Welcome Kurt Scherbaum and our new monthly Vintage series!

Kurt Scherbaum is a native San Diegan that grew up in the late 60’s & early 70’s traveling throughout Baja and the southwest shooting images of off-road racing and iconic landscapes. Throughout the early years Kurt spent countless hours in the darkroom developing film & printing images to help support his passion for photography. Selling prints to local racers helped offset the costs of gear and travel and connected him to the early personalities of our sport. Over the years Kurt has experienced the ever changing technology and progress that defines modern photography enjoying all genres and always looking for the next photographic challenge. Kurt currently owns The Lensman Photography and enjoys photographing occasional races, landscapes, and wildlife. Check out Kurt’s images @ thelensmanphotography.com and stay current by following him on Instagram and Facebook.

June of 1975 marked the genesis of what would become my lifelong passion for the sport of off-road racing. My passion would come into being just outside the small Mexican farming village of Ojos Negros, a 30 minute drive east of Ensenada. In the early 1900’s Ojos Negros was the first capital of the state of Baja California. This race (the 1975 SCORE AC Delco Baja 500) fueled by the high flying class 1 cars, the unmuffled exhausts of the class 8 trucks, and the unique class 6 sedans would forever put an indelible mark on me. This is just a few of several images I will be sharing that personifies the early days of off-road racing.

1975 SCORE AC Delco Baja 500

In a quest to shoot unique images I climbed atop the camper on the back of my Dad’s Datsun pickup and captured this unique perspective. I learned at an early age that capturing the sense of speed, using unique perspectives, and ensuring my images told a story were of utmost importance. Camera: Minolta SRT 101 35mm, Kodachrome 64 film, panned @ 1/30th sec exposure. 

Walker Evans and Pancho Weaver at speed in the class 8 Chevy C-10 pickup crossing the Ojos Negros cattle guard. Walker would move on to a Ford, then ultimately land a Dodge factory ride that would take him to his retirement. 

In the early to late 70’s you could expect to see a multitude of manufacturers motorcycles represented at Baja races. From the more common Yamaha’s, Honda’s & Husqvarna’s to Harley Davidson’s, KTM’s, Can-Am’s, & Penton’s. Many of them were fresh off the showroom floor with very few modifications that may have included aftermarket exhausts and over sized desert tanks to extend range between pits. Often utilizing family members to take on the tasks of pitting and chasing, these true grass roots efforts lead to factory dominated racing starting in the late 70’s. Camera: Minolta SRT 101 35mm, Kodachrome 64 film, Can-Am image 1/500th sec exposure, Penton image panned @ 1/30th sec exposure.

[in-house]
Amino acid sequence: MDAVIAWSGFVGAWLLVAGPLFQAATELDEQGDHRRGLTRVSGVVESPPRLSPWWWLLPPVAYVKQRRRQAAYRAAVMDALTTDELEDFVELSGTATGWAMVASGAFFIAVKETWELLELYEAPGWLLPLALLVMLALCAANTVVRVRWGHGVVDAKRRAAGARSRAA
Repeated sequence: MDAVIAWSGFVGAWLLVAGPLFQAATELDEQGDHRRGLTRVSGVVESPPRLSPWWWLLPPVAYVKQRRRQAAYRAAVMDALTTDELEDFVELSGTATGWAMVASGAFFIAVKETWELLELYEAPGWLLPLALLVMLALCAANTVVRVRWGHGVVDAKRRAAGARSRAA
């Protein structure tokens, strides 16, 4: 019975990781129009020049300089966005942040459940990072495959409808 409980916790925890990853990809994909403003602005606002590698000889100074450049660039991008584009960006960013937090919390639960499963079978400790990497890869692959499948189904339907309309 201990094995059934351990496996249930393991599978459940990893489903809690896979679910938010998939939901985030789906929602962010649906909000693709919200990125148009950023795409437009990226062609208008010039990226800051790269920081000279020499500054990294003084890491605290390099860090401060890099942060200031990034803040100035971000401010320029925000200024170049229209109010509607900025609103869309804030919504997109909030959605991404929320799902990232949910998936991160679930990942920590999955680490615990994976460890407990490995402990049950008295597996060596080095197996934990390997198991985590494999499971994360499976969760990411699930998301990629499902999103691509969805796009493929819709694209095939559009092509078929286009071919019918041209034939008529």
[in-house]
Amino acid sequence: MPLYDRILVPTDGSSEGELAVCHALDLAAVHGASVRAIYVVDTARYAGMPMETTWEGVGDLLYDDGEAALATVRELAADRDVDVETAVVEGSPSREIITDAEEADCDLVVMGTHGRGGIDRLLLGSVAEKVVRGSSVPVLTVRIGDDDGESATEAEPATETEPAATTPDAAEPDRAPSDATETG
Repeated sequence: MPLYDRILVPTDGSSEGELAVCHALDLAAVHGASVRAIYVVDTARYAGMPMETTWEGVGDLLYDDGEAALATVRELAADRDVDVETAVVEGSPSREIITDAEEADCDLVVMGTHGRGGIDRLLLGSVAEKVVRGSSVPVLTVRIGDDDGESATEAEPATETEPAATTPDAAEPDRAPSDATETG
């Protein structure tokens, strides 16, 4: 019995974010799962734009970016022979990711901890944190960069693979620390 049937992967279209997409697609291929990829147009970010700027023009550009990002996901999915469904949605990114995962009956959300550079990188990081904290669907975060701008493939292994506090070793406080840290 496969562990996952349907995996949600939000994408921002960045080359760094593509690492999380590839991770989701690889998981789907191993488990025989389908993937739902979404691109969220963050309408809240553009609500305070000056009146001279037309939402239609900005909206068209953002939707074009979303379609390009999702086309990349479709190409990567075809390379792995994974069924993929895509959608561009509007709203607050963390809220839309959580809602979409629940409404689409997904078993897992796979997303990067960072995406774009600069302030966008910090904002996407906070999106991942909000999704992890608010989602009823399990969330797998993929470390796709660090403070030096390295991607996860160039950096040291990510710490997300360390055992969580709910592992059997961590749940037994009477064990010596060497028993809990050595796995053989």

Racing into the rising sun out of Ojos Negros the 125cc team of Jackobson & Bilbrey lead the 250cc team of Daly & Priestly while an unknown entry on a 125cc Penton flies over the cattle guard. (Larry Roeseler & Bruce Ogilvie would go on to win the race overall on a Harley Davidson giving Harley their only overall Baja win ever!) 

The early days of off-road racing saw garage-built creations typically based on Volkswagen’s rear engine layout with tube roll cages, a couple of bucket seats, and a slightly warmed over engine with exhaust. A few pioneers saw a need to produce stronger more dependable race cars that could be sold to the masses. Names like Chenowth, Funco, Jimco, Sandmaster, & Hi-Jumper would emerge and forever change the sport with their improved suspensions, transmissions, motors and much safer chassis.
Camera: Minolta SRT 101 35mm, Kodacolor II film ASA 100 panned at 1/60th sec exposure.

Here’s an example of an early class 2 unlimited two seat buggy entry with two roof mounted spares and an L at the end of the race number designating it as a “late entry”. The L would signifying that the entry would not be found in the official race program. 

The word “visionary” or term “cutting edge” are quite often heard when discussing one of the sports true innovators Mickey Thompson. This example of cutting edge technology had a hand built chassis, rear engine Chevy 454 aluminum block, a modified Oldsmobile Toronado front wheel drive transmission (reversed) 11″ of front travel, 36″ Mickey Thompson Baja King Tires, and multiple shocks per wheel. Mickey was constantly innovating and would go on to develop the US Marines buggy, the Challenger series of buggies and bring off-road racing to the masses at Riverside Raceway and eventually to large stadium crowds across the U.S. Camera: Minolta SRT 101 35mm, Kodachrome 64 film, panned @ 1/60th sec exposure.

Mickey and Danny Thompson flying the Ojos Negros cattle crossing in the highly modified class 2 unlimited 2 seat Chevrolet LUV truck. Mickey & Danny would go on to suffer transmission problems and withdrew from the race. 

Check out Kurt’s images @ thelensmanphotography.com and stay current by following him on Instagram and Facebook.

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